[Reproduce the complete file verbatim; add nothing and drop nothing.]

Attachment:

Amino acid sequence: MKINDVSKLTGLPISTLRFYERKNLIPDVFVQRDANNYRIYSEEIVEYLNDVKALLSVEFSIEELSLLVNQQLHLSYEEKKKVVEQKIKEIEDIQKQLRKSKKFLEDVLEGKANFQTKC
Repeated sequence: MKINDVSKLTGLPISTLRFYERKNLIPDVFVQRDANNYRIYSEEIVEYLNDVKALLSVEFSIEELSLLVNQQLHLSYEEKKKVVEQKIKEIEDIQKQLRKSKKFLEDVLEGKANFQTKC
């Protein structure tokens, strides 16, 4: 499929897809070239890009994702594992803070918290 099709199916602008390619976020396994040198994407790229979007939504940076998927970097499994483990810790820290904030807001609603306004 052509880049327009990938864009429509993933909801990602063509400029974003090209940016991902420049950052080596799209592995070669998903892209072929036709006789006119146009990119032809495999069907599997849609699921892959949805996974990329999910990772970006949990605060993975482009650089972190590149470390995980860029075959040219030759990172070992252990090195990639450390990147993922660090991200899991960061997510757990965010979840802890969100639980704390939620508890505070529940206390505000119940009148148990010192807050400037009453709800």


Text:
Amino acid sequence: MKINDVSKLTGLPISTLRFYERKNLIPDVFVQRDANNYRIYSEEIVEYLNDVKALLSVEFSIEELSLLVNQQLHLSYEEKKKVVEQKIKEIEDIQKQLRKSKKFLEDVLEGKANFQTKC
Repeated sequence: MKINDVSKLTGLPISTLRFYERKNLIPDVFVQRDANNYRIYSEEIVEYLNDVKALLSVEFSIEELSLLVNQQLHLSYEEKKKVVEQKIKEIEDIQKQLRKSKKFLEDVLEGKANFQTKC
């Protein structure tokens, strides 16, 4: 499929897809070239890009994702594992803070918290 099709199916602008390619976020396994040198994407790229979007939504940076998927970097499994483990810790820290904030807001609603306004 052509880049327009990938864009429509993933909801990602063509400029974003090209940016991902420049950052080596799209592995070669998903892209072929036709006789006119146009990119032809495999069907599997849609699921892959949805996974990329999910990772970006949990605060993975482009650089972190590149470390995980860029075959040219030759990172070992252990090195990639450390990147993922660090991200899991960061997510757990965010979840802890969100639980704390939620508890505070529940206390505000119940009148148990010192807050400037009453709800």